Welcome backflip to Excitebike.
I'm the kind of person that gets completely nostalgic when it comes to ExciteBike. It was one of the first games I ever owned and played on my NES, and it holds a place in my heart as one my all-time favorites. In retrospect, ExciteBike hasn't been in suspended animation for too long in Nintendo's long line of discontinued franchises. In 2001, LeftField, one of Nintendo's second parties, released a "polygonized" re-imagining on the Nintendo 64 that was a great dirt bike game in its own right. But it didn't really feel like ExciteBike per se, other than a few throwbacks and the inclusion of the original. Before that, we got a limited released "pseudo-sequel" on SNES called BS ExciteBike Mario. Also not to mention retail Wii games like ExciteTruck and ExciteBots, which borrow not only the name, but also the style of play from ExciteBike.
[image1]The Wii has been the console for nostalgic players from the get-go, with both the Virtual Console and WiiWare, offering countless re-releases and remakes of some of the best games from Nintendo's heyday, like Megaman, Contra, A Boy and His Blob, to name a few. Excitebike: World Rally treads on the same familiar road, but it adds enough hooks to make it worth a look for newcomers, while retaining the feel of the original for us nostalgic fools.
Keeping with the original, though it takes the polygonal route, World Rally is a two-dimensional racer where you can freely change between the four lanes on the scrolling track. Opponents randomly block your way, but can be dodged or defeated by touching their front wheel with your own back wheel, just like the original. The same can happen to you if you are closed off, but this time, by popping a wheelie, you can bounce off opponents' heads and gain some ground.
Other than accelerating and turbo-boosting, you can adjust the pitch of your bike in two different ways depending on the control option you pick. Classic doesn't disappoint its name, mimicking the original game's control option, Wii remote sideways-style, with pitch control going to the D-pad. The "improved" option takes limited advantage of the Wii remote's motion capabilities by letting you control the bike's pitch by tilting the remote.
[image2]Sadly, the motion controls are limited to just that function, as changing lanes still has you press up or down on the D-pad, which becomes confusing sometimes thanks to how the game handles the control options for the camera. Instead of offering you a choice between the classic side-view or slightly angled view, the choice is made for you when you pick the control style. In fact, unlike many other Wii games, it would have been much better if it had gone the full waggle way for controlling your bike.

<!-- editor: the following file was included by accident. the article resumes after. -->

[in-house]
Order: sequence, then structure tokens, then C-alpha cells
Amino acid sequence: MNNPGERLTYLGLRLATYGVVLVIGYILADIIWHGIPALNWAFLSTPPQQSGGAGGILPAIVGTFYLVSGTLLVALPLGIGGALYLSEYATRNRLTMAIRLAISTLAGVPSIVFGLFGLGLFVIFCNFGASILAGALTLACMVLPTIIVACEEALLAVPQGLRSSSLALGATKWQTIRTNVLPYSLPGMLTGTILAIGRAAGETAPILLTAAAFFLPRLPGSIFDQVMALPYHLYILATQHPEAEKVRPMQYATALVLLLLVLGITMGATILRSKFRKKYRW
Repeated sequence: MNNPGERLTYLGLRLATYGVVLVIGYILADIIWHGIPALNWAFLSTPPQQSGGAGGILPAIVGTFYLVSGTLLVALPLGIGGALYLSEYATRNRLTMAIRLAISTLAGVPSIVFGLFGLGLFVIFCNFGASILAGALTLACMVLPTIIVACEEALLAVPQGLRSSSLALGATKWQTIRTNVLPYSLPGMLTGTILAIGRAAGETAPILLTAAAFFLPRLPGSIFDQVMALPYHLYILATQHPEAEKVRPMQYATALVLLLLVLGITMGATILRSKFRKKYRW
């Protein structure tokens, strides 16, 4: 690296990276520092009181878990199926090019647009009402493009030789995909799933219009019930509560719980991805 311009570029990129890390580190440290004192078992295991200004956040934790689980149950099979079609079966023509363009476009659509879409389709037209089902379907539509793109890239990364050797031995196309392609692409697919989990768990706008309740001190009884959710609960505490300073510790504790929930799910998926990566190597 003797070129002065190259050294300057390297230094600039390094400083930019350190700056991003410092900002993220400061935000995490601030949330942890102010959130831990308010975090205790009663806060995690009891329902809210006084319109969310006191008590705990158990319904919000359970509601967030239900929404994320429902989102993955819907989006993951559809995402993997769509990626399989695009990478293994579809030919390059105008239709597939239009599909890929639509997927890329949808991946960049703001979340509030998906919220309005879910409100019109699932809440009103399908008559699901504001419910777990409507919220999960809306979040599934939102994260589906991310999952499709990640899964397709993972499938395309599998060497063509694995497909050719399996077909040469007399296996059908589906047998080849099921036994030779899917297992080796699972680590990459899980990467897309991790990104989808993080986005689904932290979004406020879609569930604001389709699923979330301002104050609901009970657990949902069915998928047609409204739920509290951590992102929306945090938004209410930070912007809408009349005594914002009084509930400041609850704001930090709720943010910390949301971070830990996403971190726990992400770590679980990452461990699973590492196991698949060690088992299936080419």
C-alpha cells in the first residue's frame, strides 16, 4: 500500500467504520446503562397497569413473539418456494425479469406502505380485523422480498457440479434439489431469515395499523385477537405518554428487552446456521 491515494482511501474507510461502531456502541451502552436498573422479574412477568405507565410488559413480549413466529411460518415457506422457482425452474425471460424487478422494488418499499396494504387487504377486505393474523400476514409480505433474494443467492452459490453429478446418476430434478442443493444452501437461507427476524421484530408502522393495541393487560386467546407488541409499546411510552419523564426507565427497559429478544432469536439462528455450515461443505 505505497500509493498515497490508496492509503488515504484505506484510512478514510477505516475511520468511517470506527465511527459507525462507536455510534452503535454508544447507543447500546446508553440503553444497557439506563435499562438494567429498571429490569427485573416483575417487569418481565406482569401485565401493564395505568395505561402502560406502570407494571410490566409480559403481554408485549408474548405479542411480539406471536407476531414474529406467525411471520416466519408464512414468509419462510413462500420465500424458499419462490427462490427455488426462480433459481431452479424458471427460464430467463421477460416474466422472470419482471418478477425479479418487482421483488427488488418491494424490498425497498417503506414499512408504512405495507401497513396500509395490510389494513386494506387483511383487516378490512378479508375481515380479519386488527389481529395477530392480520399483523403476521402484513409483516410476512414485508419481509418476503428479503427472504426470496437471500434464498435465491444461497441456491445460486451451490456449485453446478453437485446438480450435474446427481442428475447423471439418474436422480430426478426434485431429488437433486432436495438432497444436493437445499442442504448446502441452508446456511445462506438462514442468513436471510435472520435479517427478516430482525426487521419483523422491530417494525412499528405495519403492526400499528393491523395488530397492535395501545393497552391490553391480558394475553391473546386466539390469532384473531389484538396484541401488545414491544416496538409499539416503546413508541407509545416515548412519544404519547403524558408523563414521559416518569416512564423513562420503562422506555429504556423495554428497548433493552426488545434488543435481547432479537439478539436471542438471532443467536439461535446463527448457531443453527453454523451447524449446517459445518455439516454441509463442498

Taking a cue from the Nintendo 64 iteration of the series, perfectly landed and stylishly executed jumps are rewarded by speed boosts, making World Rally a lot more dynamic and friendlier. You can expect to find a fair amount of challenge as you tackle the game's single-player mode, in four tiers of four race segments that go around the world, or rather such a limited idea of the globe that it practically begs us to send the developers a world map.
Opponents are aggressive, tending to cut into your lane and screwing your race up if you are not careful or aggressive yourself. There's a fair bit of incentive for doing well in this mode, in the form of special selections for bike colors awarded for perfect runs through these segments, which is no easy task. While it isn't a hugely creative list of rewards, it does provide a fair bit of replay in an overall short single player mode. There's also a strong level constructor, which saves levels to your Wii's internal memory so you can share them with friends. It's a welcome addition considering the original game had a similar tool with the fatal flaw of not letting you save your work.
[image3]Online is the place to be in World Rally, and there's a fairly hefty set of choices, in comparison to other Wii offerings. You can choose to race against friends registered in your friends code list orrace anyone. Up to four players are placed in a lobby, with races taking place continuously as long as there are people in it. By gathering points earned by racing, more rewards become available.
Online races are mostly lag-free and exciting as all hell. Shockingly absent, though, is a split-screen mode for local multiplayer, which is a given for most Wii games. This omission is one of the only gripes party players will have with this otherwise incredibly fun game.
Nintendo knew exactly which nostalgia bone to hit with ExciteBike: World Rally. It's a 1,000 Wii Points joyride for the crowd who was around to enjoy the original game, adding new tidbits of gameplay that make it worth picking up, but it's also for new dirt-riders too. Not including local multiplayer might seem like a yellow flag to some, but the strong online component is sure to give the game legs if past Nintendo racers like Mario Kart DS are any indication.